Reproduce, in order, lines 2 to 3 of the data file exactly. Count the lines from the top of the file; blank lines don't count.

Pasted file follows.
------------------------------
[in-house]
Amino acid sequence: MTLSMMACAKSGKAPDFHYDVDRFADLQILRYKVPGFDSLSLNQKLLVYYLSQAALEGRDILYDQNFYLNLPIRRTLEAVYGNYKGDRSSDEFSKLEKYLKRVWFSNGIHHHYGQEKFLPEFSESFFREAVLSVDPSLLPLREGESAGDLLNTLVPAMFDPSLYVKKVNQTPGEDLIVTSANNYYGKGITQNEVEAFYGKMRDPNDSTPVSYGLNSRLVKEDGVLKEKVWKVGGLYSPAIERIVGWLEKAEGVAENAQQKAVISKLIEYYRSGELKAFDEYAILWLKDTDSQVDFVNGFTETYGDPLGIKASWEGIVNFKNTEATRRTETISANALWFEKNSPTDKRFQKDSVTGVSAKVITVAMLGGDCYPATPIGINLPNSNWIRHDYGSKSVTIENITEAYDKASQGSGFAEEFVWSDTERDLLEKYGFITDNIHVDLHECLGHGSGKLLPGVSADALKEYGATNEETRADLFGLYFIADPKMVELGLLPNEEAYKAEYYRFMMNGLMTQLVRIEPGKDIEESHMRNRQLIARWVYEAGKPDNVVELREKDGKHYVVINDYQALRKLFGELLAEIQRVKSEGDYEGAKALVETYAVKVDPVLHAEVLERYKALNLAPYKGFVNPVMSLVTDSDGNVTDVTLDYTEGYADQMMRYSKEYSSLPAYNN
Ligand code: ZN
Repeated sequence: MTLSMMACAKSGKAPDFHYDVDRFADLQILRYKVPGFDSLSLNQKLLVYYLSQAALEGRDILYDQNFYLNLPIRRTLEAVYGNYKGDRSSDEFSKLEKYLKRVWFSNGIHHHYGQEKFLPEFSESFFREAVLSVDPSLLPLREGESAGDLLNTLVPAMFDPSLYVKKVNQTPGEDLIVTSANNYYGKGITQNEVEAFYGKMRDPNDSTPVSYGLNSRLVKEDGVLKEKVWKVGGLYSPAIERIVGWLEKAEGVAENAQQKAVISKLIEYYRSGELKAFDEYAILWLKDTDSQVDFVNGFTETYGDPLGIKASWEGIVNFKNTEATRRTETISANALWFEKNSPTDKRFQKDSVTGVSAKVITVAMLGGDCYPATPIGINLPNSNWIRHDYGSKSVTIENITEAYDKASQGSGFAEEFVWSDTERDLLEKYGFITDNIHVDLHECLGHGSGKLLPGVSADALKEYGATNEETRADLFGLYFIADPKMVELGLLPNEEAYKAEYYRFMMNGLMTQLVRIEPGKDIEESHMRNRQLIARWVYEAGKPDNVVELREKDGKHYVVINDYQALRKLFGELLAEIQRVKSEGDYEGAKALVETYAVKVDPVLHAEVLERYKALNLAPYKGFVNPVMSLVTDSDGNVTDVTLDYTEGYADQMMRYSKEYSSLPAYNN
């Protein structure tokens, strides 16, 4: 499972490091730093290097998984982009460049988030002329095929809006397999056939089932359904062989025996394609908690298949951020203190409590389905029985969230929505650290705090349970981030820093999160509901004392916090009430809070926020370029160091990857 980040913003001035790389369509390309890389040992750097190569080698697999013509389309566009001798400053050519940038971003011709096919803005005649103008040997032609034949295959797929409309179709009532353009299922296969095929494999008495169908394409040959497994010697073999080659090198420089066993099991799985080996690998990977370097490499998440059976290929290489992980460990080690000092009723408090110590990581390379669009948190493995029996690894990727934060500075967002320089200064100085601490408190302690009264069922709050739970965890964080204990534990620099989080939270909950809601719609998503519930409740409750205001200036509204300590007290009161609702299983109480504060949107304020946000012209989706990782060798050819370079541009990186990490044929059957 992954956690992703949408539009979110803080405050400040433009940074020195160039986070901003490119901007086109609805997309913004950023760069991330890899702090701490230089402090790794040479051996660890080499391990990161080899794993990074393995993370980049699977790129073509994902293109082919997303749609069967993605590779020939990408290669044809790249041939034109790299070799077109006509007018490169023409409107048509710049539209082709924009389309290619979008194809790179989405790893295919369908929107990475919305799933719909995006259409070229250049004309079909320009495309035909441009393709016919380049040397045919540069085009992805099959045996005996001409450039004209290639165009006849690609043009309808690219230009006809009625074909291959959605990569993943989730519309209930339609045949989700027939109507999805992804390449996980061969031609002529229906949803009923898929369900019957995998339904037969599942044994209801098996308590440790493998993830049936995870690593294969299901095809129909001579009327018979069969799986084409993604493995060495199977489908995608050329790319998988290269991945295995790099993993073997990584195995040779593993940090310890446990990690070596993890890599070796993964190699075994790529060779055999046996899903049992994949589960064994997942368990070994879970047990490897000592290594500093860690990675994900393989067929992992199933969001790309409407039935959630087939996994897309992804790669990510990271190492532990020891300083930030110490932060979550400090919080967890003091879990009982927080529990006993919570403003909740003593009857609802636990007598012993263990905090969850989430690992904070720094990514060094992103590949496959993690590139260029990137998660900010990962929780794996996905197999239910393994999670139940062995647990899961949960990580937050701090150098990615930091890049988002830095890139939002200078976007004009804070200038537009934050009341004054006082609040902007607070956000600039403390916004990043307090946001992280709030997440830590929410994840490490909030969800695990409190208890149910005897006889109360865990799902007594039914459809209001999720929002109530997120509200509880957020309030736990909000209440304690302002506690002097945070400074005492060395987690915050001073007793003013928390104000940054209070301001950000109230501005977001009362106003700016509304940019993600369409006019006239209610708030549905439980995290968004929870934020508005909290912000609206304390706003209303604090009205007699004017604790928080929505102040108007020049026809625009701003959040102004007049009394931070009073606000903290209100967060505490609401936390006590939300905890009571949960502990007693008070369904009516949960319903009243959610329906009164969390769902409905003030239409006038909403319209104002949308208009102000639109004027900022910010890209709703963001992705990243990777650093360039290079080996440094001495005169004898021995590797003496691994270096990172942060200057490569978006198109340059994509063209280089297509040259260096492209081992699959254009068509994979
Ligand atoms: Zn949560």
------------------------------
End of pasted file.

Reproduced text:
Amino acid sequence: MTLSMMACAKSGKAPDFHYDVDRFADLQILRYKVPGFDSLSLNQKLLVYYLSQAALEGRDILYDQNFYLNLPIRRTLEAVYGNYKGDRSSDEFSKLEKYLKRVWFSNGIHHHYGQEKFLPEFSESFFREAVLSVDPSLLPLREGESAGDLLNTLVPAMFDPSLYVKKVNQTPGEDLIVTSANNYYGKGITQNEVEAFYGKMRDPNDSTPVSYGLNSRLVKEDGVLKEKVWKVGGLYSPAIERIVGWLEKAEGVAENAQQKAVISKLIEYYRSGELKAFDEYAILWLKDTDSQVDFVNGFTETYGDPLGIKASWEGIVNFKNTEATRRTETISANALWFEKNSPTDKRFQKDSVTGVSAKVITVAMLGGDCYPATPIGINLPNSNWIRHDYGSKSVTIENITEAYDKASQGSGFAEEFVWSDTERDLLEKYGFITDNIHVDLHECLGHGSGKLLPGVSADALKEYGATNEETRADLFGLYFIADPKMVELGLLPNEEAYKAEYYRFMMNGLMTQLVRIEPGKDIEESHMRNRQLIARWVYEAGKPDNVVELREKDGKHYVVINDYQALRKLFGELLAEIQRVKSEGDYEGAKALVETYAVKVDPVLHAEVLERYKALNLAPYKGFVNPVMSLVTDSDGNVTDVTLDYTEGYADQMMRYSKEYSSLPAYNN
Ligand code: ZN